How Can the President Fight this Cascade of Lies?
Listening to the speeches at the Republican National Convention in Tampa this week, we are getting a closeup of the most blatantly dishonest political campaign to which the American public has ever been subjected. The lies just keep on coming.
The speakers don’t restrict themselves to “spin” and half-truths, they make up “facts.”
You can wink knowingly when Nikki Haley blames President Obama for a National Labor Relations board ruling that would have kept South Carolina from getting a Boeing aircraft plant. After all, as president, the buck stops at Obama’s desk even when he had nothing to do with the NLRB’s ruling on the Boeing strike. And you can shrug when Chris Christie claims credit for balancing the New Jersey budget when he had no alternative; New Jersey’s constitution does not allow deficits.
You might even give Rob Portman a pass for pretending that when he was George W. Bush’s budget chief, China didn’t indulge in the same rogue behavior that the Obama administration has had to face.
I suppose you could call that “spin.” And politicians delight in “spin.”
But when Rick Santorum repeats the Romney campaign’s accusation that the president eliminated the work requirement from federal welfare regulations, he is not “spinning” the facts; he is lying. Every unbiased fact checker has branded this claim false but the Romney ads keep repeating it. And Santorum feeds this falsehood to a cheering crowd then goes home to say his prayers without shame.
Perhaps the most blatant lie so far is the preposterous claim by vice presidential pick Paul Ryan (photo above) that the president’s health care reform law will deprive seniors of $716 billion in Medicare benefits. It’s a claim the Romney campaign has been making, and it is just not true.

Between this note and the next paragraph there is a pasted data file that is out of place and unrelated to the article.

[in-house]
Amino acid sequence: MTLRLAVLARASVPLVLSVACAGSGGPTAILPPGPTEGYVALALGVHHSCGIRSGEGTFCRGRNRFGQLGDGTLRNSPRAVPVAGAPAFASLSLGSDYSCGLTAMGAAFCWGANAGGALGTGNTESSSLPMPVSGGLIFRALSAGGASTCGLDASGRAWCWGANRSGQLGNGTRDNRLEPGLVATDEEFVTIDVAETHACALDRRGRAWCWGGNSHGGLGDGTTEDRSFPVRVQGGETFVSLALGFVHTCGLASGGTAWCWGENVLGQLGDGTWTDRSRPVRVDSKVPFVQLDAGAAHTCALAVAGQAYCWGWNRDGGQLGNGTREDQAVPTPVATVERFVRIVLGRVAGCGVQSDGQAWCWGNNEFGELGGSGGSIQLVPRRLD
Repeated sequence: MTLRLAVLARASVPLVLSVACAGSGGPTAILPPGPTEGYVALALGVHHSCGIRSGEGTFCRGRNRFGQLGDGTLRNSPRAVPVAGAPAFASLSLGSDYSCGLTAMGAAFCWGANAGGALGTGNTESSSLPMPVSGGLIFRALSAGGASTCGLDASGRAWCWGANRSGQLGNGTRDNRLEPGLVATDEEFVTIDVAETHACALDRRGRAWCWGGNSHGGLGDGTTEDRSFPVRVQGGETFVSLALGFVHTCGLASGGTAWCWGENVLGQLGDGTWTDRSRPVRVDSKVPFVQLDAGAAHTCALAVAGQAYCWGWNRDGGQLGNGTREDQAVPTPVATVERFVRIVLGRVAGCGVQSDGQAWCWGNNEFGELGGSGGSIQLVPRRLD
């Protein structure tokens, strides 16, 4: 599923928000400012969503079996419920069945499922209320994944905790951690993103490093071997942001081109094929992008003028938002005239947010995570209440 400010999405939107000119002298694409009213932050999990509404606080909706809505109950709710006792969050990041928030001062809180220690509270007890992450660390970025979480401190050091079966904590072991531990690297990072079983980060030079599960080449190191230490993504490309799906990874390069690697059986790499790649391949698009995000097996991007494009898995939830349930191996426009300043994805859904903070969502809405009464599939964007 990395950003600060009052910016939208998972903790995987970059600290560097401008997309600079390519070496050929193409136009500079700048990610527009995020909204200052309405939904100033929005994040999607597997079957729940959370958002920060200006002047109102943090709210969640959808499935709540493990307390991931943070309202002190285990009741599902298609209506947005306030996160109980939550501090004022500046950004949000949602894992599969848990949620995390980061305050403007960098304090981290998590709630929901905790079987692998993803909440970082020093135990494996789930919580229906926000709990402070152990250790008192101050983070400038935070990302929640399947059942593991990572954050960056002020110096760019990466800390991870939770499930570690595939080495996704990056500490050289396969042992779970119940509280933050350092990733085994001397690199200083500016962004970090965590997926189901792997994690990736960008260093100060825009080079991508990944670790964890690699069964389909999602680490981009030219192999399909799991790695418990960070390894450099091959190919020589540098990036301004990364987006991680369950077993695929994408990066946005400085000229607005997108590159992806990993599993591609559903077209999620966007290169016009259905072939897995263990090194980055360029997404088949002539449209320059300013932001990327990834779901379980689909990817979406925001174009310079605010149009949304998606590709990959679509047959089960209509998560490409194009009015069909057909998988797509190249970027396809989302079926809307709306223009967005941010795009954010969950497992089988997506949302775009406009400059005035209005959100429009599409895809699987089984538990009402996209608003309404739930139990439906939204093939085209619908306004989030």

Here’s what the Associated Press fact checkers found:
The cuts do not affect Medicare recipients directly, but rather reduce payments to hospitals, health insurance plans and other service providers.
AP also noted that:
Ryan’s claim ignores the fact that Ryan himself incorporated the same cuts into budgets he steered through the House in the past two years as chairman of its Budget Committee, using the money for deficit reduction.
The falsehood about Obamacare taking money from Medicare to provide health care for poor blacks and Hispanics was fabricated to enrage seniors, especially those who might harbor racially fueled resentment against America’s first black president. And it was concocted in response to the fact that Ryan’s budget, which has been adopted by the Republicans, would adversely affect seniors directly.
As AP points out:
Ryan’s own plan to remake Medicare would squeeze the program’s spending even more than the changes Obama made, shifting future retirees into a system in which they would get a fixed payment to shop for coverage among private insurance plans. Critics charge that would expose the elderly to more out-of-pocket costs.
Everyone who is paying attention will know that Ryan is lying but many seniors are predisposed to believing him. They want to believe the worst of Obama.
This was not the only lie in Ryan’s speech. As AP points out today, the speech was riddled with false charges.
Ryan’s pernicious speech fit the pattern that the Romney campaign has chosen. And they will have virtually unlimited funds to promote the lies they have concocted during the next couple of months.
I wonder whether the American people will see through the smoke screen that’s coming.
This election will challenge the oft-vaunted “wisdom of the people.” It will test the very validity of democracy.